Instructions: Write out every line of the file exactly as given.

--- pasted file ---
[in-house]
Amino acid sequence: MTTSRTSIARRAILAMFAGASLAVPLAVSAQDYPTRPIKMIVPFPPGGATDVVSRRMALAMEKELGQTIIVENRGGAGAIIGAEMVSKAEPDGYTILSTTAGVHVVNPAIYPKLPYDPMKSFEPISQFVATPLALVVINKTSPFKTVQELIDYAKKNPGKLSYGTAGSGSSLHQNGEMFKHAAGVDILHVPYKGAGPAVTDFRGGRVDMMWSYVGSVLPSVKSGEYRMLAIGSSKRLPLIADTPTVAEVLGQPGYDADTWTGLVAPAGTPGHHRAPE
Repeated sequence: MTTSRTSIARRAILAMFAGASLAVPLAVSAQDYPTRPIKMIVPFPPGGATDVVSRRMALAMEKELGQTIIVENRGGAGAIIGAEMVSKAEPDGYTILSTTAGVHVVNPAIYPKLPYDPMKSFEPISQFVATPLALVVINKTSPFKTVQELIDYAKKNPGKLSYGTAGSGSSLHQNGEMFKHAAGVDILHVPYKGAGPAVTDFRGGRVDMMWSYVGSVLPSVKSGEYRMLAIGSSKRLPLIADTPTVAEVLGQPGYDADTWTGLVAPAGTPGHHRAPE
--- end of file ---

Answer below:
[in-house]
Amino acid sequence: MTTSRTSIARRAILAMFAGASLAVPLAVSAQDYPTRPIKMIVPFPPGGATDVVSRRMALAMEKELGQTIIVENRGGAGAIIGAEMVSKAEPDGYTILSTTAGVHVVNPAIYPKLPYDPMKSFEPISQFVATPLALVVINKTSPFKTVQELIDYAKKNPGKLSYGTAGSGSSLHQNGEMFKHAAGVDILHVPYKGAGPAVTDFRGGRVDMMWSYVGSVLPSVKSGEYRMLAIGSSKRLPLIADTPTVAEVLGQPGYDADTWTGLVAPAGTPGHHRAPE
Repeated sequence: MTTSRTSIARRAILAMFAGASLAVPLAVSAQDYPTRPIKMIVPFPPGGATDVVSRRMALAMEKELGQTIIVENRGGAGAIIGAEMVSKAEPDGYTILSTTAGVHVVNPAIYPKLPYDPMKSFEPISQFVATPLALVVINKTSPFKTVQELIDYAKKNPGKLSYGTAGSGSSLHQNGEMFKHAAGVDILHVPYKGAGPAVTDFRGGRVDMMWSYVGSVLPSVKSGEYRMLAIGSSKRLPLIADTPTVAEVLGQPGYDADTWTGLVAPAGTPGHHRAPE